Chunky and short legged, this sandpiper is dark of breast well down over the "pectoral muscles". Its wings are also dark, in flight, with no discernible stripe.
Another marathoner, the Pectoral Sandpiper migrates from the Arctic Coast to Patagonia each year.
This sandpiper breeds in the Tundra from Alaska east to Hudson Bay.
Calls or song.
The Pectoral Sandpiper call is a loud, rolling "krrrrp", however, when in flight, it emits a grating, "snipe-like" "Krieker" call.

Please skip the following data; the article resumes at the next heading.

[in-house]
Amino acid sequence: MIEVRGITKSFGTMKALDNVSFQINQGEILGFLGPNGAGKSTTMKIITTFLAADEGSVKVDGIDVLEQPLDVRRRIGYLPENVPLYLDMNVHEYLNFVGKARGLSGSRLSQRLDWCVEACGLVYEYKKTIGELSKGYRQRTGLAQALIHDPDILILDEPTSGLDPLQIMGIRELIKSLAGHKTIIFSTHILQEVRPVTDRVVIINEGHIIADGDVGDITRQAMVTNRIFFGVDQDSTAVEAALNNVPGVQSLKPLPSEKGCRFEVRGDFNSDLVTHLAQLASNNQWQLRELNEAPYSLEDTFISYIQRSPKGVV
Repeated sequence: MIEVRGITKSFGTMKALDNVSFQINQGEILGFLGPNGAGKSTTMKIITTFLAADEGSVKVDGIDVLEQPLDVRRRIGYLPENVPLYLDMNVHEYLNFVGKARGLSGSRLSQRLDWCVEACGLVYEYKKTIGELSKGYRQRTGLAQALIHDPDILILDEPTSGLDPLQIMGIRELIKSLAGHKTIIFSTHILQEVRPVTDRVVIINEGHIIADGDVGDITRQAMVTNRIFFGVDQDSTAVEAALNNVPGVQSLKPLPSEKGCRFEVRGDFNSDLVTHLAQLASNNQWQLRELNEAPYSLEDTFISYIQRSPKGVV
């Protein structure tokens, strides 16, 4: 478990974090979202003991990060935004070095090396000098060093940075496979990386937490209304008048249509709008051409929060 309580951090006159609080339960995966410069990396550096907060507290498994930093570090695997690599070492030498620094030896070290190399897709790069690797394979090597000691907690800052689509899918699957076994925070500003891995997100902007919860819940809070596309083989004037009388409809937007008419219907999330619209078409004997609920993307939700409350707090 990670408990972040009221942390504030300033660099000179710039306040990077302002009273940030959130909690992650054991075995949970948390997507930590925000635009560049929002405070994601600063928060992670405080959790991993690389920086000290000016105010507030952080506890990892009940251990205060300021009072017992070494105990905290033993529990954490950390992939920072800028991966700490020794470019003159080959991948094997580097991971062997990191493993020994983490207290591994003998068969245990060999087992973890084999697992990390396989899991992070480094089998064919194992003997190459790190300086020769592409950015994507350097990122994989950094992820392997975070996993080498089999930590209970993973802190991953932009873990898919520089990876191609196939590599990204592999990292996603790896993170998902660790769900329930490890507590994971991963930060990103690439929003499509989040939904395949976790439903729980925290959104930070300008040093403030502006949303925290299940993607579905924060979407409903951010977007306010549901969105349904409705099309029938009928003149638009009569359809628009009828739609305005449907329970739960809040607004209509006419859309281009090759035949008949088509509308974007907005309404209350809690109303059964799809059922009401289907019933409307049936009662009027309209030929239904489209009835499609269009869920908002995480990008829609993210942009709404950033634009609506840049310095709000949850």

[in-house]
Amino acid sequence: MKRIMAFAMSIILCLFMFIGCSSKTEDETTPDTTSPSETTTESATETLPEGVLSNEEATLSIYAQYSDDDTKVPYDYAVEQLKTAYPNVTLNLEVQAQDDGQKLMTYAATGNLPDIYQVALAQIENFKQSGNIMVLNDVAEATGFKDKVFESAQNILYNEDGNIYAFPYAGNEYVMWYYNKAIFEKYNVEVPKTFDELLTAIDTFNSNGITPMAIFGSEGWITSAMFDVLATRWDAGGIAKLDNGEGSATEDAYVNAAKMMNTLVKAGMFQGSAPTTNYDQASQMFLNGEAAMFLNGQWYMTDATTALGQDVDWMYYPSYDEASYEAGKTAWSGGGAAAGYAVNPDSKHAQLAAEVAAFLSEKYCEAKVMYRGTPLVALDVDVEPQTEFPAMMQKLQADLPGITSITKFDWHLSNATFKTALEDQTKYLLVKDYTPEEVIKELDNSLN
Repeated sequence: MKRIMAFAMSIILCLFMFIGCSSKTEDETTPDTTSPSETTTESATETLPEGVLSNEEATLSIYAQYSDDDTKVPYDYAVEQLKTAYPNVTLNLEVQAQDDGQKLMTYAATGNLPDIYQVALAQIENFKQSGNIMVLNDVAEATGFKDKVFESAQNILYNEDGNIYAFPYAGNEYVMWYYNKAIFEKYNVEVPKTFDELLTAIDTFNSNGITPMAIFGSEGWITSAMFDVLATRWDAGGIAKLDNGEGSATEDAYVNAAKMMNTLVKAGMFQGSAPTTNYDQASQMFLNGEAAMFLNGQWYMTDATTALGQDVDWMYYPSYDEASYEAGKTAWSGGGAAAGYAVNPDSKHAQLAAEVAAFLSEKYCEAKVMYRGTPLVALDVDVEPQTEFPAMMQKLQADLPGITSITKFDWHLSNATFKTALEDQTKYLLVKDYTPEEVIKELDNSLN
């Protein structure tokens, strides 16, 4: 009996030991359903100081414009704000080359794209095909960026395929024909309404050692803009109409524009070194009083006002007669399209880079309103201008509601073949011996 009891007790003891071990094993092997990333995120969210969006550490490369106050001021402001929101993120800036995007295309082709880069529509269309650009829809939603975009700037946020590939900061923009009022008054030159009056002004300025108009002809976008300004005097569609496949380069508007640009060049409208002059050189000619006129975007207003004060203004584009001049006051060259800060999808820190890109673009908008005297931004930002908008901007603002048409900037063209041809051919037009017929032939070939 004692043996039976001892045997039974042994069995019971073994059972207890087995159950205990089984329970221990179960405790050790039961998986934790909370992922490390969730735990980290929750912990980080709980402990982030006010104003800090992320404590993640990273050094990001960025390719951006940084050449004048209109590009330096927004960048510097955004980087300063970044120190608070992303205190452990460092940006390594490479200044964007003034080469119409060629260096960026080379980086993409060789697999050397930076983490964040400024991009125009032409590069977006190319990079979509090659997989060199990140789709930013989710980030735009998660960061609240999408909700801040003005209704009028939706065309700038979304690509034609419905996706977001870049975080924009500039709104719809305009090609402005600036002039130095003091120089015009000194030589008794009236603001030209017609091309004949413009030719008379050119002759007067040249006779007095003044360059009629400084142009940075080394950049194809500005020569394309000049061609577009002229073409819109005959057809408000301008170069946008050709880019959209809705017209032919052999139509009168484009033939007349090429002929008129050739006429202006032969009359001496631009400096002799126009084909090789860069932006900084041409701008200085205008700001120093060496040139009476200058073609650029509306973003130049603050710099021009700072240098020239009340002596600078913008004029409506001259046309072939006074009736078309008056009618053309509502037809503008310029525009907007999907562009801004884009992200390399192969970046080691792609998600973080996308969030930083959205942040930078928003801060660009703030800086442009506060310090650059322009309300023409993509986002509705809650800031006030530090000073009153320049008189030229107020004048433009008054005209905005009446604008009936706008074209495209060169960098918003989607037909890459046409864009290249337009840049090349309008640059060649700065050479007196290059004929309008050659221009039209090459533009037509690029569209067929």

Population and distribution.
The Pectoral Sandpiper is as ubiquitous in the interior of the country as it is on both coasts as it migrates south. In the past when pursued as game, hunters called this bird the "Grass Snipe" for its preference for grassy meadows, golf courses and airports after a heavy rain. Of course, the Pectoral Sandpiper is also found in salt creeks and tidal flats.
The female Pectoral lays four buff white eggs, marked with brown, in a hollow in the ground.